Vasectomy: Morphological and Immunological Effects in the Rat

McDonald, Stuart William (1989) Vasectomy: Morphological and Immunological Effects in the Rat. PhD thesis, University of Glasgow.

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This thesis examines morphological and immunological effects of vasectomy in inbred Albino Swiss rats. It comprises six separate studies. 1) The response of the regional testicular lvmoh node six and nine months after vasectomy. This work extends a previous study and shows that, while the response to vasectomy of the regional testicular lymph node increased in magnitude up to and including 3 months after operation, it waned through 6 and 9 months. The findings indicate the involvement of the regional lymphatics and lymph nodes in the formation of circulating antisperm antibodies after vasectomy. The response of the testicular nodes varied between individual rats. 2) The lymphatic drainage of the epididymis and of the ductus deferens, with reference to the immune response to vasectomy. The lymphatic drainage pattern of the unoperated reproductive tract is determined. Epididymal lymphatics always united with those of the testis. There is little previous work on lymphatics of the ductus deferens. The more cranial part of the scrotal ductus drained towards the inguinal canal and the iliac nodes. Lymphatics from the more caudal part of the ductus united with those of the epididymis. The results suggested a lymphatic watershed about the middle of the scrotal ductus. The role of variations in the lymphatic drainage of the sperm granuloma, the site of release of spermatozoal antigens, in the variable responses of the testicular lymph node to vasectomy is investigated. Vasectomy did not interrupt the lymphatic drainage of the epididymis. While lymph from epididymal granulomas invariably reached the regional testicular node that from vasal granulomas may occasionally have failed to do so. Variations in the lymphatic drainage of vasal granulomas, but not epididymal ones, may have been partly responsible for the lack of response in certain testicular nodes reported previously. 3) The response of the regional lymph node to epididymal sperm granulomas after vasectomy. The contribution of variations in the lymphatic drainage of vasal sperm granulomas to the variable nodal response to vasectomy is further analysed. By carrying out vasectomy at the junction of the ductus deferens with the epididymal duct, sperm granulomas were induced to form at the epididymis; at this site, their lymph always drains to the testicular node. In spite of the presence of epididymal granulomas in all rats 12 weeks after vasectomy, not all testicular nodes responded. It is concluded that variations in the lymphatic drainage of vasal granulomas had not been wholly responsible for the variations in the response of the testicular lymph node found previously and that additional unknown factors were involved. 4) On the mode of sperm autoantigen presentation to the regional lymph node of the testis after vasectomy. Cytological smears were used to detect whole spermatozoa in the testicular lymph nodes of vasectomised rats. Very few spermatozoa were found; this contrasts with the large numbers reported, by others, in nodes from rams and boars. The basis of this species difference is unclear. 5) A quantitative study of the effect of vasectomy on spermatogenesis. Quantitative studies of the cycle of the seminiferous epithelium and seminiferous tubular dimensions were performed on the testes of rats vasectomised for 6 months. The results indicate that, in functional tubules, there was no alteration in the cycle of the seminiferous epithelium, no tubular distension and no retention of spermatozoa. 6) The effect of testicular biopsy on the regional lymph node of the testis. Testicular biopsy, like vasectomy, damages epithelial barriers of the reproductive tract. This study investigates whether the procedure produces lymph node changes similar to those seen after vasectomy. The testicular lymph nodes of rats 1 and 3 months after testicular biopsy were indistinguishable in every way from those of sham-operated control animals. The absence of lymph node changes following testicular biopsy is likely to reflect the minimal amount of spermatozoal extravasation and inflammation in the testis. The study offers some reassurance about the safety of testicular biopsy in the investigation of male infertility.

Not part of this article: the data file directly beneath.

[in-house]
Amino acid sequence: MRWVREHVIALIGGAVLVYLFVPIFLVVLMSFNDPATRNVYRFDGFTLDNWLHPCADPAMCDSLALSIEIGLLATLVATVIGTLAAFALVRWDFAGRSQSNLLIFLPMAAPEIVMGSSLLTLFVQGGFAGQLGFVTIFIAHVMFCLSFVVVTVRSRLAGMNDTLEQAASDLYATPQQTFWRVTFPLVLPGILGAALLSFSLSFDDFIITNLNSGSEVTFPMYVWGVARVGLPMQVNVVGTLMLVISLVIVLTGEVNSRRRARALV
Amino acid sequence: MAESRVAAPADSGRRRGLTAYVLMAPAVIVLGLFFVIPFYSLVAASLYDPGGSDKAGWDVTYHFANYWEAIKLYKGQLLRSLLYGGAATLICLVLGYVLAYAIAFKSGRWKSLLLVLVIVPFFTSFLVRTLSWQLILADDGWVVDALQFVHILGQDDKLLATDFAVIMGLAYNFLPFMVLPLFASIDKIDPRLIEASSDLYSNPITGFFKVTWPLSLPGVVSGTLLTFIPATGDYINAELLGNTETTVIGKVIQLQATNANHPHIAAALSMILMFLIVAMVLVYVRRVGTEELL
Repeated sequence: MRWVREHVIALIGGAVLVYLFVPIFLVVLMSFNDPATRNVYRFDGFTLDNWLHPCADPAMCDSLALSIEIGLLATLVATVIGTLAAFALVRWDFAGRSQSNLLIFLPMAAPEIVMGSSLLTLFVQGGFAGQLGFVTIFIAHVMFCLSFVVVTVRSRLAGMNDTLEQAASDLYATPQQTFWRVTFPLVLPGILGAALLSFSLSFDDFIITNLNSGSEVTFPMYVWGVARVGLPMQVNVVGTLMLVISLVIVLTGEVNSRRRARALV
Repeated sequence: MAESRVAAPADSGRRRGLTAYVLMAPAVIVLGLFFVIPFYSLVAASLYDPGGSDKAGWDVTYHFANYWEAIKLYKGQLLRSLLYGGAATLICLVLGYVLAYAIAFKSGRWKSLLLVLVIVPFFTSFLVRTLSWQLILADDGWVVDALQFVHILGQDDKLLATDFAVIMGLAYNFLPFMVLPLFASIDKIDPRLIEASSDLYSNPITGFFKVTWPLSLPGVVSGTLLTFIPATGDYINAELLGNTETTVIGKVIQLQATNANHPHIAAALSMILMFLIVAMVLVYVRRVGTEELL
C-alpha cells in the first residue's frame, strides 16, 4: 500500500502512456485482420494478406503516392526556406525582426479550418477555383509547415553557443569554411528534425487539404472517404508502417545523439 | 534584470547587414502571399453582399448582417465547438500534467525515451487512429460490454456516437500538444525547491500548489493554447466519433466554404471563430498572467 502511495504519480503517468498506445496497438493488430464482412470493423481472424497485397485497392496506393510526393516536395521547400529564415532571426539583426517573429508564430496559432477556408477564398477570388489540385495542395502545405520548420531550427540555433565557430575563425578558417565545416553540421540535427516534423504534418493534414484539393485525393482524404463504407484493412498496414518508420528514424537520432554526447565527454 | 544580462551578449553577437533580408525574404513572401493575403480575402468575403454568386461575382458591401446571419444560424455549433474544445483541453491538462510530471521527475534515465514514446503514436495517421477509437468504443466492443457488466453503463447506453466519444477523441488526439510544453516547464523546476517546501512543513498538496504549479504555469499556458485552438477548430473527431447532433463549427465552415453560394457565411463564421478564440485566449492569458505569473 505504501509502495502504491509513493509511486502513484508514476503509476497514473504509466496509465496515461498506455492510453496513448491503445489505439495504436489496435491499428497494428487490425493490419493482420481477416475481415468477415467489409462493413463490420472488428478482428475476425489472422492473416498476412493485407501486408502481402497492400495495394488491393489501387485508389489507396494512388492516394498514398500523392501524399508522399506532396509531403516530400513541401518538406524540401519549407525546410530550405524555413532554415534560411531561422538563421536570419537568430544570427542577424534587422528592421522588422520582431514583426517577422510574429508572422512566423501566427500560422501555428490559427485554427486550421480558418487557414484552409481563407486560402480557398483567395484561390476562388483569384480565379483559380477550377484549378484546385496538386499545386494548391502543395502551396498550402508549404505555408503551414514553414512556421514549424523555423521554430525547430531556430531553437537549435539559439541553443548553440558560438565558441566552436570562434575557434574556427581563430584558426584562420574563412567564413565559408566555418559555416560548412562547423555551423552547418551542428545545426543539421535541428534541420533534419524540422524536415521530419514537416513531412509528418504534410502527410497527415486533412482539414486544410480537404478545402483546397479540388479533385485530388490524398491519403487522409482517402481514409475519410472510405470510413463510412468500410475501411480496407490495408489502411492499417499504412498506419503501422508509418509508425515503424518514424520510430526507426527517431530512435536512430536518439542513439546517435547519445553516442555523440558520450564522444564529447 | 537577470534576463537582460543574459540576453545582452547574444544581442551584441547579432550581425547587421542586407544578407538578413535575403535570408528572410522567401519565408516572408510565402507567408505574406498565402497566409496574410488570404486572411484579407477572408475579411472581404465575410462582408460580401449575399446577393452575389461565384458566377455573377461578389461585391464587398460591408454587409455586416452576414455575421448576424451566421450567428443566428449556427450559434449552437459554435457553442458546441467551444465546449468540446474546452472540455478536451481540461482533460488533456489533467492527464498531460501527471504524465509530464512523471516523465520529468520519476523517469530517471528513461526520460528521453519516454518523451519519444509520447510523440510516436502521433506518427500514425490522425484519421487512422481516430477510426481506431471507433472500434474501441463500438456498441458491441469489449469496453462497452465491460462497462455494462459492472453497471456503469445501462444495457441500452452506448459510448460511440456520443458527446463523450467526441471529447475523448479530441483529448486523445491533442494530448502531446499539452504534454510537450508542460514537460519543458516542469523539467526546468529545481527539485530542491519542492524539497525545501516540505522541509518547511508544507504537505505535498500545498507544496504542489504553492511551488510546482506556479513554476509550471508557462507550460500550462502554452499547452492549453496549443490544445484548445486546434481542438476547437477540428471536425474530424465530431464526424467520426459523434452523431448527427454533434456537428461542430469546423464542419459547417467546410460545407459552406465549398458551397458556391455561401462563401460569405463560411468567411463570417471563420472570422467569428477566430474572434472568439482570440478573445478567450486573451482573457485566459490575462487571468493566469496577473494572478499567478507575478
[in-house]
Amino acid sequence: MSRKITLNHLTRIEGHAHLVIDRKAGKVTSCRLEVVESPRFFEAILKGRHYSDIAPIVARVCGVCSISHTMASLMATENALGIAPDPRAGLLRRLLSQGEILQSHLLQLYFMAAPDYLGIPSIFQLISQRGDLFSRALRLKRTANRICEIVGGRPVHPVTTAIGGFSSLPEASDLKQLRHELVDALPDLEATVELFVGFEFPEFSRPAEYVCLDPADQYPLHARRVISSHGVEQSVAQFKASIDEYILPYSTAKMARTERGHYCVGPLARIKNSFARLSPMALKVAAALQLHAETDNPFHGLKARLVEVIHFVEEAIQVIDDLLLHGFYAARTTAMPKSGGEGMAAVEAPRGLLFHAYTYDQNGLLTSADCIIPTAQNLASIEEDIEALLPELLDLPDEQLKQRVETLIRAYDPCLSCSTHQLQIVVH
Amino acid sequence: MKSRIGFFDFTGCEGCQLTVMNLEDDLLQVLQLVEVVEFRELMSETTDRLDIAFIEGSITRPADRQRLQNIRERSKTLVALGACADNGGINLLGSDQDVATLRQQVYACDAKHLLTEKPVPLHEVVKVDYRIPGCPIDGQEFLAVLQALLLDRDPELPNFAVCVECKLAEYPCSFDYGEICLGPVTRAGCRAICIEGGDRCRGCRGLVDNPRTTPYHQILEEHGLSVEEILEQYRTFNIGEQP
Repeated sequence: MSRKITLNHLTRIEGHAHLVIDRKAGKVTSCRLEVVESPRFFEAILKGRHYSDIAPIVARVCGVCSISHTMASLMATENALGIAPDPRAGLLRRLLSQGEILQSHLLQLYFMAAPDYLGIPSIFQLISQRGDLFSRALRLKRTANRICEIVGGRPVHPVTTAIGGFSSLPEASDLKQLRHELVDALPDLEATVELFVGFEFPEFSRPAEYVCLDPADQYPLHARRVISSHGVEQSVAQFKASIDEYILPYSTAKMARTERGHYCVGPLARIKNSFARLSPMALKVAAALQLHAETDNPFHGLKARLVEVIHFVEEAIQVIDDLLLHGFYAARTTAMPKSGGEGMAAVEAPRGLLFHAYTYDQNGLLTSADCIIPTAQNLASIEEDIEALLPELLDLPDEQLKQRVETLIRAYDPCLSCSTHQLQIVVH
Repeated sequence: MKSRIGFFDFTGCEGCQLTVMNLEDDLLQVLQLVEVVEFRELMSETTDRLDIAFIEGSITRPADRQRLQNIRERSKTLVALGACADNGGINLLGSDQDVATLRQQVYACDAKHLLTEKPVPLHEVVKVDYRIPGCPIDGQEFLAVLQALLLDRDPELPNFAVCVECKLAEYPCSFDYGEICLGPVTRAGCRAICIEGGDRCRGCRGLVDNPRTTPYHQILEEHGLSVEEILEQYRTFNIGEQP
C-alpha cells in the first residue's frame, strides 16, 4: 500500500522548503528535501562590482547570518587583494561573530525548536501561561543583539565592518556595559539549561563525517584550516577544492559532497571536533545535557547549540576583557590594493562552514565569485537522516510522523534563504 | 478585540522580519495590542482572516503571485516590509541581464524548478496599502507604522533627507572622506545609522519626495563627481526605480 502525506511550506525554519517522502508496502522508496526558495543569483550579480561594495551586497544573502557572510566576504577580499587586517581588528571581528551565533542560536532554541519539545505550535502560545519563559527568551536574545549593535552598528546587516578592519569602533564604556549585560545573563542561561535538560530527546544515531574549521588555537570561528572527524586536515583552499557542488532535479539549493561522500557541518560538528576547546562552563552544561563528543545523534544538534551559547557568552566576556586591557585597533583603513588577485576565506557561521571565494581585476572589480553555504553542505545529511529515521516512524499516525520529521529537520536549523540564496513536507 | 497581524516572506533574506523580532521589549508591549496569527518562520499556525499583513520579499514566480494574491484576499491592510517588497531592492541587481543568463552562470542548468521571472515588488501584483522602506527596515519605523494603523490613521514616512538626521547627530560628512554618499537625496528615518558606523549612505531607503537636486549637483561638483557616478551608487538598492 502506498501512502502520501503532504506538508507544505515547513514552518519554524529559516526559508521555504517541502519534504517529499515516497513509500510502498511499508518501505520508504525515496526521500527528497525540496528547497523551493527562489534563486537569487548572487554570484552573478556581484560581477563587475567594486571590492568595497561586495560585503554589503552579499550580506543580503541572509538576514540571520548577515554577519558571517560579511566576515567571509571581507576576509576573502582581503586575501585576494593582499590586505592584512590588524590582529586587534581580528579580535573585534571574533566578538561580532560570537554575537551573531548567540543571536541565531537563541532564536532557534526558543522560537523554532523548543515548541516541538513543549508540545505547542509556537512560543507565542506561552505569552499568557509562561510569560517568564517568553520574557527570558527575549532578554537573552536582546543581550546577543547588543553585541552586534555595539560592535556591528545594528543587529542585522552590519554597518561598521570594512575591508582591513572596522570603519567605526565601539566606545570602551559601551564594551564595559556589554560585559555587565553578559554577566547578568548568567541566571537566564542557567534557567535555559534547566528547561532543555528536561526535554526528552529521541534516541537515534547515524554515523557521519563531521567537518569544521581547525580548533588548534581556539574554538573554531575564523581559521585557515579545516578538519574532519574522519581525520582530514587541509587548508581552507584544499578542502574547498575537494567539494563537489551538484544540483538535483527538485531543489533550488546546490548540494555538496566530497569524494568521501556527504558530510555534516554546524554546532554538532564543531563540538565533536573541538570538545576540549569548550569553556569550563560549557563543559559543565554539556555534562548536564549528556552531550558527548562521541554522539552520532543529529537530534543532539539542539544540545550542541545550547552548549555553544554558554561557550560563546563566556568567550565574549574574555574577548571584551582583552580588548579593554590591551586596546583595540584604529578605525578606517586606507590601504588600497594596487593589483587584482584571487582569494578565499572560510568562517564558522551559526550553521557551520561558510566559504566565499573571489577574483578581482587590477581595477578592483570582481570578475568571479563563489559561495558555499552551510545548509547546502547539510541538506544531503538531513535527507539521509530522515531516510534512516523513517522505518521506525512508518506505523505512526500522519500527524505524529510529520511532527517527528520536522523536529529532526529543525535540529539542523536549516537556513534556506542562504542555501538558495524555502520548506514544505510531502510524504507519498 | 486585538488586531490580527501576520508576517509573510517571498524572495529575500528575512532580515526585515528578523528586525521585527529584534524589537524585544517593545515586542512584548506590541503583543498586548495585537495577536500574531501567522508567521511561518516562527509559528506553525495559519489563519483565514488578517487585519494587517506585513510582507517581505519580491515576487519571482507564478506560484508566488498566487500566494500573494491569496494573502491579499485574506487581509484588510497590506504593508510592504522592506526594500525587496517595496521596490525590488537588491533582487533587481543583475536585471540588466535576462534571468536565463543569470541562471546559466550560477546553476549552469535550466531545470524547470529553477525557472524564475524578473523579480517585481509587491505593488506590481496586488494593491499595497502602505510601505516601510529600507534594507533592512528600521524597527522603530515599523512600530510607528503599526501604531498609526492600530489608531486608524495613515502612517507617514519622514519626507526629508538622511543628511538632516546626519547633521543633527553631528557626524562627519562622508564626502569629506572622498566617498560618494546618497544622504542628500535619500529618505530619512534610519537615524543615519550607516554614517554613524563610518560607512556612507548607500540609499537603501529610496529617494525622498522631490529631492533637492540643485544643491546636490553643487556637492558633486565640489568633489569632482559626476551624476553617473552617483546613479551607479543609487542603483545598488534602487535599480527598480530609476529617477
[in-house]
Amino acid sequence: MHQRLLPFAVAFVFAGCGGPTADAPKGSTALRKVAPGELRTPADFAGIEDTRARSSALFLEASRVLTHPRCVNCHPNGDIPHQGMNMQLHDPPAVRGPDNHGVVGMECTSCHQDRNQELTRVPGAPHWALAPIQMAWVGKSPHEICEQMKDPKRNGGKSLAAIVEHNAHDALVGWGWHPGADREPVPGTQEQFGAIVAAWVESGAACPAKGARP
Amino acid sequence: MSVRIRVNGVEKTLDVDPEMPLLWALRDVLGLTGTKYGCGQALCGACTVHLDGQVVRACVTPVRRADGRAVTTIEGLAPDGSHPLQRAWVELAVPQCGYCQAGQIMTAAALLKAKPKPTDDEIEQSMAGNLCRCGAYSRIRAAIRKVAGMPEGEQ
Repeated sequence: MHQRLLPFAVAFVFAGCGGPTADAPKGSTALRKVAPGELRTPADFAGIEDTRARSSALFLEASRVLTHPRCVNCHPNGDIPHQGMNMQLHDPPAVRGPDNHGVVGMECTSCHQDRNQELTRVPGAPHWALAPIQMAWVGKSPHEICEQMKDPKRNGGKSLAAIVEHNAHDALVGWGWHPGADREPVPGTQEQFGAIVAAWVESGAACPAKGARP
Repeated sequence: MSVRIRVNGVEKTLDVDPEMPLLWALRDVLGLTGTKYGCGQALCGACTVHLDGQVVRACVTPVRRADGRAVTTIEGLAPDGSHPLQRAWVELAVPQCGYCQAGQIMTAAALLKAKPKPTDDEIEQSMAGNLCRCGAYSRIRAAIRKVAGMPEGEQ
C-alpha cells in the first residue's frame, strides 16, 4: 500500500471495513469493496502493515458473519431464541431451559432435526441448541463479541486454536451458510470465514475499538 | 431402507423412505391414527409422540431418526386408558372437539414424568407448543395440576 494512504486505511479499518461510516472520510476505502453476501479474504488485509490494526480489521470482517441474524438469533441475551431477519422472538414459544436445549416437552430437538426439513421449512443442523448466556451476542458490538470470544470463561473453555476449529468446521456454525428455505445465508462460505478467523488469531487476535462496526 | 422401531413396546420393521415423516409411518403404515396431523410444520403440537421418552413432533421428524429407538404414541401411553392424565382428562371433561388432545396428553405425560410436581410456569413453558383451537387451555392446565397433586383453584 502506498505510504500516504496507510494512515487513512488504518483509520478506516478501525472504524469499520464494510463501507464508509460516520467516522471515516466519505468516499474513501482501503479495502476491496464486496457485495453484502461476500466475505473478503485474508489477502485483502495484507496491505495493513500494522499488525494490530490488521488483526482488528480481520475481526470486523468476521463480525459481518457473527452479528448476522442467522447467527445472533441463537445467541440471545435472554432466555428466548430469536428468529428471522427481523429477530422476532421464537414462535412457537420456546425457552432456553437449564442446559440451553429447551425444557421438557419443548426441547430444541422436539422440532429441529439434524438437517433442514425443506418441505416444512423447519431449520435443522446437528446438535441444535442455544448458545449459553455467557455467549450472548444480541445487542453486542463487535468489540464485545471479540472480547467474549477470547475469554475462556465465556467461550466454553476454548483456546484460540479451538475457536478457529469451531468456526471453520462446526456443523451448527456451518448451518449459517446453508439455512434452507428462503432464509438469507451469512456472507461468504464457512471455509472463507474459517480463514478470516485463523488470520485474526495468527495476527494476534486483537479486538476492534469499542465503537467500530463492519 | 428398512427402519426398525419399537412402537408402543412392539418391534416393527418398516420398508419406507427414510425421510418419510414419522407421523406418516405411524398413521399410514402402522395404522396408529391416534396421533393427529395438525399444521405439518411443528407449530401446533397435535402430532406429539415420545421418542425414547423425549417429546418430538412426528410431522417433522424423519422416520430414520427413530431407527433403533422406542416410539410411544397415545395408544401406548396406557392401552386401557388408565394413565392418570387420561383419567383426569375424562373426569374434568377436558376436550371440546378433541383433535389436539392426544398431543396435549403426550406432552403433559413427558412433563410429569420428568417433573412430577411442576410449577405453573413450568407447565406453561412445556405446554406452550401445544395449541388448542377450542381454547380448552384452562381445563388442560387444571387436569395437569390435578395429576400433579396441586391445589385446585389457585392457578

Item Type: Thesis (PhD)
Qualification Level: Doctoral
Keywords: Morphology, Immunology
Date of Award: 1989
Depositing User: Enlighten Team
Unique ID: glathesis:1989-77799
Copyright: Copyright of this thesis is held by the author.
Date Deposited: 14 Jan 2020 11:53
Last Modified: 14 Jan 2020 11:53

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